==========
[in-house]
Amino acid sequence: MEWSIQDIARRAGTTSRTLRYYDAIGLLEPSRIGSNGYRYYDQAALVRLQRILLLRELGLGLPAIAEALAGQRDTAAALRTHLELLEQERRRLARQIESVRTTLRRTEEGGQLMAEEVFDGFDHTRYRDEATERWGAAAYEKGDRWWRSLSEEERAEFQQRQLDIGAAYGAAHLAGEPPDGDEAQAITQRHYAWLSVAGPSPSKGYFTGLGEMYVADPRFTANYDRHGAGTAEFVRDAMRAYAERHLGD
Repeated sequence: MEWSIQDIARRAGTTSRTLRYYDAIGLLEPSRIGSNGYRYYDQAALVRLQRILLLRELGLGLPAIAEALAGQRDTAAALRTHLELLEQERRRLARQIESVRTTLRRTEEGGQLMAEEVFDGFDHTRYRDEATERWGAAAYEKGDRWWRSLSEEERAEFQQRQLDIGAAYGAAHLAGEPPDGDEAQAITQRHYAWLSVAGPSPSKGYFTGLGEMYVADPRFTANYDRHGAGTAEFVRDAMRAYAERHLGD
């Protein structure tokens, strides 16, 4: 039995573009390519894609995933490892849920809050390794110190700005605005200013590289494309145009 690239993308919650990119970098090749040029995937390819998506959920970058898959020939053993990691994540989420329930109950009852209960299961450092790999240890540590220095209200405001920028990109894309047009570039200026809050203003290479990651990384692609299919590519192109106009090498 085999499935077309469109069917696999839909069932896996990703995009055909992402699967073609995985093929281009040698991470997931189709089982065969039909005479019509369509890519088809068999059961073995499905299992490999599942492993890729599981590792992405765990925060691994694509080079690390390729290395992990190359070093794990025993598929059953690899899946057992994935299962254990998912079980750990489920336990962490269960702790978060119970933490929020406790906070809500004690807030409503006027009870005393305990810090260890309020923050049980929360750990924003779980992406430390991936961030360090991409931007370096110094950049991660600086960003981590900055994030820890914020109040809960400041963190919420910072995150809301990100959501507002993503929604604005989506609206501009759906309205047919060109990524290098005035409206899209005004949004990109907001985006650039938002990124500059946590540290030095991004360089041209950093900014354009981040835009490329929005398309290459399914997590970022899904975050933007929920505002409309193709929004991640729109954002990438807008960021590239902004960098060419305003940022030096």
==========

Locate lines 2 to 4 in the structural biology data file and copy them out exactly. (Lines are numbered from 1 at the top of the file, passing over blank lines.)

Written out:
Amino acid sequence: MEWSIQDIARRAGTTSRTLRYYDAIGLLEPSRIGSNGYRYYDQAALVRLQRILLLRELGLGLPAIAEALAGQRDTAAALRTHLELLEQERRRLARQIESVRTTLRRTEEGGQLMAEEVFDGFDHTRYRDEATERWGAAAYEKGDRWWRSLSEEERAEFQQRQLDIGAAYGAAHLAGEPPDGDEAQAITQRHYAWLSVAGPSPSKGYFTGLGEMYVADPRFTANYDRHGAGTAEFVRDAMRAYAERHLGD
Repeated sequence: MEWSIQDIARRAGTTSRTLRYYDAIGLLEPSRIGSNGYRYYDQAALVRLQRILLLRELGLGLPAIAEALAGQRDTAAALRTHLELLEQERRRLARQIESVRTTLRRTEEGGQLMAEEVFDGFDHTRYRDEATERWGAAAYEKGDRWWRSLSEEERAEFQQRQLDIGAAYGAAHLAGEPPDGDEAQAITQRHYAWLSVAGPSPSKGYFTGLGEMYVADPRFTANYDRHGAGTAEFVRDAMRAYAERHLGD
């Protein structure tokens, strides 16, 4: 039995573009390519894609995933490892849920809050390794110190700005605005200013590289494309145009 690239993308919650990119970098090749040029995937390819998506959920970058898959020939053993990691994540989420329930109950009852209960299961450092790999240890540590220095209200405001920028990109894309047009570039200026809050203003290479990651990384692609299919590519192109106009090498 085999499935077309469109069917696999839909069932896996990703995009055909992402699967073609995985093929281009040698991470997931189709089982065969039909005479019509369509890519088809068999059961073995499905299992490999599942492993890729599981590792992405765990925060691994694509080079690390390729290395992990190359070093794990025993598929059953690899899946057992994935299962254990998912079980750990489920336990962490269960702790978060119970933490929020406790906070809500004690807030409503006027009870005393305990810090260890309020923050049980929360750990924003779980992406430390991936961030360090991409931007370096110094950049991660600086960003981590900055994030820890914020109040809960400041963190919420910072995150809301990100959501507002993503929604604005989506609206501009759906309205047919060109990524290098005035409206899209005004949004990109907001985006650039938002990124500059946590540290030095991004360089041209950093900014354009981040835009490329929005398309290459399914997590970022899904975050933007929920505002409309193709929004991640729109954002990438807008960021590239902004960098060419305003940022030096």